Latin America

Venezuela sacks fifth opposition mayor in two weeks

The Supreme Court handed down a 15-month jail sentence to David Smolansky as US slaps Caracas with fresh sanctions.

Opposition protests left at least 124 people dead and hundreds more injured or jailed [Ueslei Marcelino/Reuters]

The Supreme Court of Venezuela has ordered the removal and imprisonment of a Caracas-area mayor for not obeying orders to shut down protests in his district.

David Smolansky is the fifth opposition mayor to be removed or jailed in little more than two weeks as President Nicolas Maduro attempts to consolidate his power by going after his enemies.

Smolansky was sentenced to 15 months in prison in a ruling Wednesday night.

Maduro inaugurates contentious Venezuela assembly

Later on Wednesday, speaking from an undisclosed location, Smolansky rallied his people to protest to defend their district.

The former student activist had been one of the most prominent leaders of four months of anti-government protests that have left at least 124 people dead and hundreds more injured or jailed.

Ramon Muchacho, mayor of the wealthy Chacao district of capital city Caracas, was also sacked on Tuesday and sentenced to 15 months in prison by the Supreme Court.

He appeared in a video shot from a secret location rallying supporters.

New US sanctions

Meanwhile, a new wave of US sanctions targeted politicians and security figures but stopped short of actions against Venezuela's vital oil industry.

US officials said that energy-sector sanctions, which could cripple Venezuela's already ailing economy, are still being considered, according to Reuters news agency.

The sanctions followed Friday's installation of a legislative superbody known as the constituent assembly, made up entirely of allies of the ruling Socialist Party and armed with the power to re-write the constitution.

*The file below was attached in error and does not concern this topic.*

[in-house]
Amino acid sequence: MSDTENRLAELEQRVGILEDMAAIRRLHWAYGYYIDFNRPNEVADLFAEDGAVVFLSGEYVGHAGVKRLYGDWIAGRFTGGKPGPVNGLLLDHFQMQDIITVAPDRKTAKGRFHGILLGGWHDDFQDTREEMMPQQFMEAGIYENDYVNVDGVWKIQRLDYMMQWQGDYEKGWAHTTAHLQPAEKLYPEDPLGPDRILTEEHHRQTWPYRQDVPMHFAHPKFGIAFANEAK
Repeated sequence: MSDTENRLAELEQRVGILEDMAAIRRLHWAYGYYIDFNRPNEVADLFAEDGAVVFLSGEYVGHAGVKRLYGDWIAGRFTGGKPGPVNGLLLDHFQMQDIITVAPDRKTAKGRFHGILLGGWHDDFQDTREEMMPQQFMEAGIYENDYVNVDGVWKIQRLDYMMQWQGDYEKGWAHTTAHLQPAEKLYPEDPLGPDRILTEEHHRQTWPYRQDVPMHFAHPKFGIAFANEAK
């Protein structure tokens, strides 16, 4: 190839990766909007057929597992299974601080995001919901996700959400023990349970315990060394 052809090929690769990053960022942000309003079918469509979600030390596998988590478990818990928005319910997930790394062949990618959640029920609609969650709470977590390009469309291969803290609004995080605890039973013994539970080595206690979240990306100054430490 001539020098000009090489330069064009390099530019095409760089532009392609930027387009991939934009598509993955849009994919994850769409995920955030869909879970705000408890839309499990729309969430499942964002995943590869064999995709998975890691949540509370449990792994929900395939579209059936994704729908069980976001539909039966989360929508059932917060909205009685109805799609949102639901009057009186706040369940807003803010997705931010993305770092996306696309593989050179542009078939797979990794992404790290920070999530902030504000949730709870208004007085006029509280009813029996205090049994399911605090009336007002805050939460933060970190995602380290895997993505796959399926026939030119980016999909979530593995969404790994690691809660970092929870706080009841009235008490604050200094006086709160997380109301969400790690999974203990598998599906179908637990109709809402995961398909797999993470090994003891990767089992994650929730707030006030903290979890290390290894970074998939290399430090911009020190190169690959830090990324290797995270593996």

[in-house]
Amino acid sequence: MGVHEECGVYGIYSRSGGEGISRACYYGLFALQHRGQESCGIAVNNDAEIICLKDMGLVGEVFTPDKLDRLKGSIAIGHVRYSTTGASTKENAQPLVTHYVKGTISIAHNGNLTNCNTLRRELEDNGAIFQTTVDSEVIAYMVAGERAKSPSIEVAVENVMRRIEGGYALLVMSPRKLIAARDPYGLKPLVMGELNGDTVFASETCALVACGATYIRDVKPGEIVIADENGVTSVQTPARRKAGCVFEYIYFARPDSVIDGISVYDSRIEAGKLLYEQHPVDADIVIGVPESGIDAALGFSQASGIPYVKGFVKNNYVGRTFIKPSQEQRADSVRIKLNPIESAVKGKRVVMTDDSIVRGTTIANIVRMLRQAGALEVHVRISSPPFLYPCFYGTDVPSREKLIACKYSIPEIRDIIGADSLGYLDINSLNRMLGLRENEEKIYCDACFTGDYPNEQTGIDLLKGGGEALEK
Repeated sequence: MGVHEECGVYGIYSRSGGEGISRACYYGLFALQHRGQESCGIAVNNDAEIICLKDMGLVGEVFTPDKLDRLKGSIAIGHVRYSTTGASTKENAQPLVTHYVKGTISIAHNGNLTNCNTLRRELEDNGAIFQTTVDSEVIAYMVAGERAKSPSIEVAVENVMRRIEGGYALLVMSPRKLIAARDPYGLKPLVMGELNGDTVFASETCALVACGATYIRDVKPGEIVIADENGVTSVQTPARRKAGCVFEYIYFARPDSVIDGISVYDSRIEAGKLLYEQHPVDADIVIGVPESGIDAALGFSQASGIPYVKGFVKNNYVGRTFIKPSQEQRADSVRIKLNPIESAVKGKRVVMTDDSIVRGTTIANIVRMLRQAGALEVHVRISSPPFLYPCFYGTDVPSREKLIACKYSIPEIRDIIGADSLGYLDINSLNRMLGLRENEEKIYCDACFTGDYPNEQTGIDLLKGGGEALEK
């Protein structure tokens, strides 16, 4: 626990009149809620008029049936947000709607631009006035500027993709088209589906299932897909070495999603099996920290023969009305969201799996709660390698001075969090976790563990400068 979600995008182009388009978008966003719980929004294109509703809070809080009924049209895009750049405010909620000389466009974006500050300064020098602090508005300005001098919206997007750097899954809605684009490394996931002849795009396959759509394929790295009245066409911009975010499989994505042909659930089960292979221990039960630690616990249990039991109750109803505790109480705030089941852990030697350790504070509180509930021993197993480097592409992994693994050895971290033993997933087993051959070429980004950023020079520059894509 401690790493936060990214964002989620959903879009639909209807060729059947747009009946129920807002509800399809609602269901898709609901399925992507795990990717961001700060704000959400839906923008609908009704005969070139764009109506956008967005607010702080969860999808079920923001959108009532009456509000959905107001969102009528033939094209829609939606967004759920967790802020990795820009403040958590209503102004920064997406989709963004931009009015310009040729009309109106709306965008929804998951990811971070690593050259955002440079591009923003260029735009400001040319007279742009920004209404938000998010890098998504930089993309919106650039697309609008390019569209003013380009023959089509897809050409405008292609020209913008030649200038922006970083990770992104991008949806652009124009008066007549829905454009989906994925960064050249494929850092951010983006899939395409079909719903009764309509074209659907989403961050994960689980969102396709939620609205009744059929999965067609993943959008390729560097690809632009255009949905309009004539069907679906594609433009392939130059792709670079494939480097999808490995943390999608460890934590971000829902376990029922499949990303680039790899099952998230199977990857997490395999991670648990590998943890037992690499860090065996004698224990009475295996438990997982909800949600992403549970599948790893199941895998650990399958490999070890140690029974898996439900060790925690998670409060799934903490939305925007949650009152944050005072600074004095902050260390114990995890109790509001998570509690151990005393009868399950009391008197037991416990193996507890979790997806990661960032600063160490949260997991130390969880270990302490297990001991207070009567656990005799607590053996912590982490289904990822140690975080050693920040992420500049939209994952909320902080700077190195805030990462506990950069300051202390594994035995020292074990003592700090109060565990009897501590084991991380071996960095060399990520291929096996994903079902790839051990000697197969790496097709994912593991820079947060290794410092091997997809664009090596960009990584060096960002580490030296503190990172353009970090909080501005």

RELATED: Venezuela uses 'excessive force to crush dissent'

The sanctions, unveiled on Wednesday, will freeze US assets of the officials targeted, ban them from travel to the United States and prohibit Americans from doing business with them.

Washington clamped sanctions on Maduro himself last week following measures against 13 Venezuelan figures last month.

Venezuela crisis: Many struggling to feed themselves

Maduro's popularity has been pounded by triple-digit inflation and acute food and medicine shortages which he blames on right-wing conspirators in league with the US "empire".

The opposition, which gained control of Venezuela's congress in 2015 only to see its decisions nullified by the Supreme Court, boycotted the July 30 election of the legislative superbody known as the constituent assembly.

Maduro says the 545-member assembly will bring peace and prosperity to Venezuela. Laws passed by the new body will not need approval from Venezuela's traditional congress, which met on Wednesday to discuss the region's response to the new body.

Source: News agencies